Yesterday, I decided to play with the one at Witchboard.com, and I found the process to be interesting.
On that one, you have to click the letters yourself to spell out your own messages.
If I just clicked around impulsively, I got mostly gibberish.
If I started spelling out the narrative going through my head, of course I got something that resembles my own stream-of-consciousness writing. I even switched to typing out my own internal dialogue for a while, instead of "receiving" it through the online Ouija board.
If instead of clicking at random or actively trying to make sense, I put myself in a sort of passive or receptive state of mind and approached the board as if I was waiting for it to tell me what it "wanted" to spell out, both the process and the results got more interesting.
It led to my looking up some things about local and regional history that I had not known, and it wound up that the information that I had "received" (or made up, as the case may be) made some historical sense, although errors and vagaries were present.
At the least, it seems like a tool with which a person can lead his own mind in unexpected directions. I doubt I ever would have researched the episode alluded to in the session, and the persons associated with it, if I had not been prompted to do so in this fanciful way. The events, though important, are completely overshadowed by a much more famous episode that occurred around the same time. So the one I wound up researching is relatively obscure today, in most people's minds.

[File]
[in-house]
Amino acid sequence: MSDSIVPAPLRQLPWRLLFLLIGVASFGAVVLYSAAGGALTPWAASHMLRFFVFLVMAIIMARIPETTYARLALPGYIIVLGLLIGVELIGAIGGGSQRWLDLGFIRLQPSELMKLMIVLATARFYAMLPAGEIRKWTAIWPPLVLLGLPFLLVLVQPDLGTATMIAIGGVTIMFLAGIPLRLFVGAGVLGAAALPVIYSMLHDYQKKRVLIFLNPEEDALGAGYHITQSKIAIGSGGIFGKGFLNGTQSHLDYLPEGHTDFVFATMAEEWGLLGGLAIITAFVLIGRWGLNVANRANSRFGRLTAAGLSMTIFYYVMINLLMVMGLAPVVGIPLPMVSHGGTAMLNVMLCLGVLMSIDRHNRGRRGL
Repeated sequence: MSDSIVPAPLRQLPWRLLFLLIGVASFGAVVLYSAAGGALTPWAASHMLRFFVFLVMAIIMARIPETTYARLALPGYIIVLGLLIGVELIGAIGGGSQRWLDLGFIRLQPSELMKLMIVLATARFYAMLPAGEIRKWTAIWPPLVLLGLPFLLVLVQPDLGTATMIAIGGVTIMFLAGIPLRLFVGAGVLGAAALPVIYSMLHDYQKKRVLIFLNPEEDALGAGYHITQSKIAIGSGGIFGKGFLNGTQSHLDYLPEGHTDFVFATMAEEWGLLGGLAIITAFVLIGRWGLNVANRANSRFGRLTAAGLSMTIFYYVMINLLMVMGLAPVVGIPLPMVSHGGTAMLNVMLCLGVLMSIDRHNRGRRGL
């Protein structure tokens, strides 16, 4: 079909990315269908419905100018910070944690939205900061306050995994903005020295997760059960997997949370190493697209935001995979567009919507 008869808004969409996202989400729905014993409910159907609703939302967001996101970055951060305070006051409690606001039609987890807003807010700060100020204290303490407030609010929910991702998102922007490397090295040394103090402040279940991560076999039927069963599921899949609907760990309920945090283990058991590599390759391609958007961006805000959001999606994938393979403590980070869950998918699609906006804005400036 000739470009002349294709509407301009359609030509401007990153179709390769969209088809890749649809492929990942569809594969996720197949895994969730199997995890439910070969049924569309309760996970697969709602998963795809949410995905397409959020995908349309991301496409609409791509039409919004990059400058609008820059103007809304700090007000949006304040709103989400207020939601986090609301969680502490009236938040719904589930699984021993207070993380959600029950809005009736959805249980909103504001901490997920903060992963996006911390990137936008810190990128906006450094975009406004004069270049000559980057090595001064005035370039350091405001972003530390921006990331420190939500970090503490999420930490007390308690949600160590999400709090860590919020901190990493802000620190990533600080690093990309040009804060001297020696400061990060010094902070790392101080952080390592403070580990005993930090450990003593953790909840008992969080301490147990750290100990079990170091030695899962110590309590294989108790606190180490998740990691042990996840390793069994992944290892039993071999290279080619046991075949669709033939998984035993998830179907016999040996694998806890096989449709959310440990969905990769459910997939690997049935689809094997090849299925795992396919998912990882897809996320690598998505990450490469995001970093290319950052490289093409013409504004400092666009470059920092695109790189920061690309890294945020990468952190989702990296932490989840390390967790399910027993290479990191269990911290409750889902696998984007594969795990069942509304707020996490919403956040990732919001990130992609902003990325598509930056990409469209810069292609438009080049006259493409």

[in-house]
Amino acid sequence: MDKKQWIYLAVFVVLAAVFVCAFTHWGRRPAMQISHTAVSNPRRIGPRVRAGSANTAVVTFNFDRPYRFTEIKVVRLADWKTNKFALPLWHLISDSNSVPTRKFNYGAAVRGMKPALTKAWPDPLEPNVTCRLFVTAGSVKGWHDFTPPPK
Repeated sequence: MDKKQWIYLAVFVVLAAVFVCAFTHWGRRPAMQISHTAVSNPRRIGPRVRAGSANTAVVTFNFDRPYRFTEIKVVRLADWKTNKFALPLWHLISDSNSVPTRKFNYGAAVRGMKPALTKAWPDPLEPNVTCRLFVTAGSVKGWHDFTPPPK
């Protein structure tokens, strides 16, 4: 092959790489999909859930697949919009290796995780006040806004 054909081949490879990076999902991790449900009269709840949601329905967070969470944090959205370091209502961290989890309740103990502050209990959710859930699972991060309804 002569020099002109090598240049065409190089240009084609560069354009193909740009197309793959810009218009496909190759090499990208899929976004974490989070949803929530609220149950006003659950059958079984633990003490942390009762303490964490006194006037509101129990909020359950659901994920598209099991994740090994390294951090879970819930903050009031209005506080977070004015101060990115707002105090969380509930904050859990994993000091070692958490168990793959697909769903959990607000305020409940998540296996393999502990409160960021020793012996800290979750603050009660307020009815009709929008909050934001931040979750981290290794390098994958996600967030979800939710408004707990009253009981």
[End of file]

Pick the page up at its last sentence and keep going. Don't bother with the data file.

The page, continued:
I can see how useful this random or serendipitous discovery of previously unknown subjects might be useful for a writer, for example. Plus it is just fun.
At the most, it means I was "receiving" information from some unseen source outside my own mind, and the "channel" over which such communication occurs is subject to "noise" or interference, and perhaps the source itself has imperfect information, resulting in errors and vagaries. It seems as if the amount of "noise" (and therefore error) would vary according to my method and mindset.
Also, interpretations of historic events that might appear to be errors according to the current view might have seemed perfectly reasonable to historical persons. We should keep that in mind when entertaining the proposition that we might be communicating with them.
I seriously doubt that I really was. It is just one hypothesis. If it is true, then my results should get more accurate as I get better at achieving the correct receptive mindset. If my accuracy gets worse or stays the same, I think it strongly indicates that free association and other pseudo-random processes are at work and nothing more.
In either case, it's interesting.
I'll blog the transcript and my subsequent research on it, if anyone is interested.
im actually DOWNLOADING the shockwave player just to try this one LMAO omg....